• Known issues - None.
  • Download

2. Password Policy

  • Compatibility - Drupal 8 and below.
  • Purpose - This Drupal security module can be used to define constraints and rules for setting account passwords. For instance, a site administrator can define a rule stating that all passwords must have one uppercase letter, a number and a special symbol.
  • Known issues - None.
  • Download

3. Two-Factor Authentication

  • Compatibility - Drupal 7 and below.
  • Purpose - This module allows site administrators to define two-factor auth strategies for authentication. It ships with a variety of mechanisms—time-based one-time passwords/PINs, codes delivered over text messages, pre-generated codes and a lot more.
  • Known issues - None.
  • Download

4. Username Enumeration Prevention

  • Compatibility - Drupal 8 and below
  • Purpose - Attackers can try accessing a Drupal website using username enumeration. The idea is to find out if a username exists by entering random usernames; if a username doesn’t exist, Drupal says so. When a username does exist, Drupal displays a message stating that the auth credentials are invalid, thus telling the attacker that a valid username has been found. This module replaces the standard unknown username error message, thus making it impossible for attackers to use this technique successfully.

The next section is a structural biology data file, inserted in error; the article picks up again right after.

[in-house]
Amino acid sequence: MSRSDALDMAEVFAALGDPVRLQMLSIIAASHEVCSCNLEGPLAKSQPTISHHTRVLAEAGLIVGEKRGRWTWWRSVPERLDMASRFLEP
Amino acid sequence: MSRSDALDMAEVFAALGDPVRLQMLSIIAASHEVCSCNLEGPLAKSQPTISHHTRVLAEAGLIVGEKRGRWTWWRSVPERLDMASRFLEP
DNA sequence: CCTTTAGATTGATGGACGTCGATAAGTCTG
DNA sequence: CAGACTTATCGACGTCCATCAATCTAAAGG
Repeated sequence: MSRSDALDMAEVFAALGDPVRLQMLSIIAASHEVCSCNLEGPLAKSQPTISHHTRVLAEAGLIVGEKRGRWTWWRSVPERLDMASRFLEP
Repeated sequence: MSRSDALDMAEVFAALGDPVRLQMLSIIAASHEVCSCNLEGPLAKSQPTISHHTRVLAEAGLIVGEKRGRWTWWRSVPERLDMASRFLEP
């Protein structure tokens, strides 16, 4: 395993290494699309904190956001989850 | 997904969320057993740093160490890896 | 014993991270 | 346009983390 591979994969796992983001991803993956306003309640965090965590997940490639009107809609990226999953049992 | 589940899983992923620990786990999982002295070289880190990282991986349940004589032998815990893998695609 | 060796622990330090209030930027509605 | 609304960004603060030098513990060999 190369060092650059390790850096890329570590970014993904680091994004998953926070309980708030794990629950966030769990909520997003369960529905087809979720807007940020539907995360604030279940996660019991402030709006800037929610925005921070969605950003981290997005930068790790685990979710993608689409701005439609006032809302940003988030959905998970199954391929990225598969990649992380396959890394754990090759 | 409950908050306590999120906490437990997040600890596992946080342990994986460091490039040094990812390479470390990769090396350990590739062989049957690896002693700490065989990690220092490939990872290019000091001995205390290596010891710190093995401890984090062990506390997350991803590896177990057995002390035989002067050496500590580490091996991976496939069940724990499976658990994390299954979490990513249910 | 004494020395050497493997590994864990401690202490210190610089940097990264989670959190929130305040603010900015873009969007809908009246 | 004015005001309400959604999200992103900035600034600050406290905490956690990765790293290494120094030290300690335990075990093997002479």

• Known issues - There may be usernames included in comments and nodes that this module may not detect—that could lead to a situation where username enumeration can be exploited.
  • Download

5. ACL

  • Compatible versions - Drupal 8.
  • Purpose - This module doesn’t ship with a UI—it’s essentially a set of APIs that allow other modules to create a list of users, and allow them selective access to certain nodes.